Don’t Always Believe What You See

20130731-073228.jpgThis summer, more than ever, I find myself struggling with Facebook envy. I’ve seen vacation pictures in the past, but this summer they have inundated my screen, and from amazing places.The most popular shot seems to be the picture of the top of the subject’s feet with either a pool, ocean, or mountains in the background. I’ll confess, I’ve taken a pic or two like that myself in the past.

My husband took the picture at the beginning of my post on our recent trip to Las Vegas. He works for a company that shows their gratitude to the employees who travel a lot by allowing a guest to join them once every two years at the annual sales meeting. Many of those employees spend half of the month away from their homes. Some are accustomed to missing birthdays, anniversaries, and their kids’ school plays. One of the ladies we talked to had only slept in her own bed 9 days the previous month.

Anyway, back to the picture. A couple of days they provided activities to choose from. One day we chose a helicopter ride out to Hoover Dam and over the Las Vegas strip. Sounds pretty cool, right?Jason took the picture before the flight. We look happy and excited, don’t we? He should have taken an “after” photo, too. That picture would have looked much different. Let’s just say a helicopter ride in Vegas heat over rocks, rocks, and more rocks didn’t exactly agree with me. Halfway through the flight I found myself trying to regulate my breathing: in through the nose, out through the mouth, nice slow breaths. I wasn’t nauseous, but I was a bit claustrophobic.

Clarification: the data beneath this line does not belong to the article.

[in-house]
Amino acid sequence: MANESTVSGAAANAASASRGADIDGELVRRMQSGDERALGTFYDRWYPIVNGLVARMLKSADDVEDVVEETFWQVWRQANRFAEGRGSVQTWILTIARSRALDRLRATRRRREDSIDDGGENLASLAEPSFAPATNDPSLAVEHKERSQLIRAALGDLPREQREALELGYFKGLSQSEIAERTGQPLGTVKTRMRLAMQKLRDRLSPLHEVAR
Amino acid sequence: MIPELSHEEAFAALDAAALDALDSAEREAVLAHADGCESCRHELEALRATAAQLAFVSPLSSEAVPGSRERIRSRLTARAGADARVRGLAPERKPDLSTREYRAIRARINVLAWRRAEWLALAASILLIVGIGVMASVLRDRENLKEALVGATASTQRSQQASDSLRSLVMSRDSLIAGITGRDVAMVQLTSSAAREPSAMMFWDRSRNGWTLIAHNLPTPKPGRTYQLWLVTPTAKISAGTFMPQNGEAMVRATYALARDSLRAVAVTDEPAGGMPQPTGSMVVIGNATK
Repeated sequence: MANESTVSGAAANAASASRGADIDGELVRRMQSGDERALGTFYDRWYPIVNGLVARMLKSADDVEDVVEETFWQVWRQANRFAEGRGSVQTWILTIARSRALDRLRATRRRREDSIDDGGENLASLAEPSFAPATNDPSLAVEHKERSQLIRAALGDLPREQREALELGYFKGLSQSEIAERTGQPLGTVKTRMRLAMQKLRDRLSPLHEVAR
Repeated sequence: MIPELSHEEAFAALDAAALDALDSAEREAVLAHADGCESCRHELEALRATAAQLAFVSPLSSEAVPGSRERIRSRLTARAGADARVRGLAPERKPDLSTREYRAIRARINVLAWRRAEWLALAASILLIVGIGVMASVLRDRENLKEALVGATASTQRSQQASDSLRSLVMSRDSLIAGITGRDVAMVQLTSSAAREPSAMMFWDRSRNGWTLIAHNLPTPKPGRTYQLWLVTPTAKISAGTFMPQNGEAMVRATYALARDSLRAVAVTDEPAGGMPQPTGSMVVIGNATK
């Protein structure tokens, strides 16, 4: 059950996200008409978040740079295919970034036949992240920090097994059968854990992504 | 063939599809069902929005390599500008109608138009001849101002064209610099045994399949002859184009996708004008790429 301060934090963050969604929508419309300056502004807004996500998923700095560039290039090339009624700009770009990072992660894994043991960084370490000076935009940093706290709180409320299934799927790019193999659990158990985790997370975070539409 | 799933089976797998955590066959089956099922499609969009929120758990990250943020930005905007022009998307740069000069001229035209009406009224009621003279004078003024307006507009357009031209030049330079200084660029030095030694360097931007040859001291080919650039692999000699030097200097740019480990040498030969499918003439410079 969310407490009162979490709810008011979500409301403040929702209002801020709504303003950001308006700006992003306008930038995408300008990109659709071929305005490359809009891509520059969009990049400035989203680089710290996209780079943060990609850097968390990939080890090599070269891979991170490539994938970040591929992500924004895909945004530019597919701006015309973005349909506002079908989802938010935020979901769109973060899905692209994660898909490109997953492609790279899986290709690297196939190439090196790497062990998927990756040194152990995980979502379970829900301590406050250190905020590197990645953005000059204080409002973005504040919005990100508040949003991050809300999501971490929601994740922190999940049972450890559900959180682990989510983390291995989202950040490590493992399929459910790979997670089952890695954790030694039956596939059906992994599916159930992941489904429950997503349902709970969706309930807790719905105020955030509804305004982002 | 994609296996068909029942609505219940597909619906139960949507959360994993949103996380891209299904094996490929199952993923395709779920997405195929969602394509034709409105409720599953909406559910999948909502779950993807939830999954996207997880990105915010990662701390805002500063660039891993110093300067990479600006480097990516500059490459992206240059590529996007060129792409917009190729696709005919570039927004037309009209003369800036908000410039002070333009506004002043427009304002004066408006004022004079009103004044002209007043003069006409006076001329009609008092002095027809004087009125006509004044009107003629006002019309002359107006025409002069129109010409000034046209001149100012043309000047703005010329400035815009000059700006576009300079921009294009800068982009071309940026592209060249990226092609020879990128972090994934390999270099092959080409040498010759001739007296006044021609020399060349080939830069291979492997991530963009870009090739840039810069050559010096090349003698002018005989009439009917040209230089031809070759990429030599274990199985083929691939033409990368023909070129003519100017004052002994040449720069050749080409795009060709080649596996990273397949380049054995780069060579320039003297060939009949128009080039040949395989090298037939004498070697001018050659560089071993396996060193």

The fact that we heard a guest speaker at the session the day before that survived a helicopter crash, breaking nearly every bone in his body, didn’t help matters. We had a front seat view, and surrounded by glass I doubted airbags graced the perimeter of our flying tin can. And if they did, clearly they wouldn’t make a difference.

Our trip contained both highs and lows. Who wants to put the lows out there for everyone to see? I think of our honeymoon scrapbook. Anyone looking at it would think we had a marvelous time. Not so. I certainly didn’t take a picture of my new husband throwing up in the bathroom all evening the first night we were there, or of me nearly having a complete meltdown when the bicycle shop was closed and we couldn’t go on the ride I had dreamed about for weeks.

When we look at sites like Facebook or Instagram, we need to keep things in perspective. We should rejoice for our friends who get to do amazing things. Remember, that for every cool picture there may have been some hiccups along the way. If what we see bothers us then we should limit our time online. Finally, when we post our own pictures, we must do so with good purpose.

If that advice doesn’t help a bit, just remember that our summer days are fading away and we’ll have a respite from viewing all things relaxing, exciting and beautiful all too soon.

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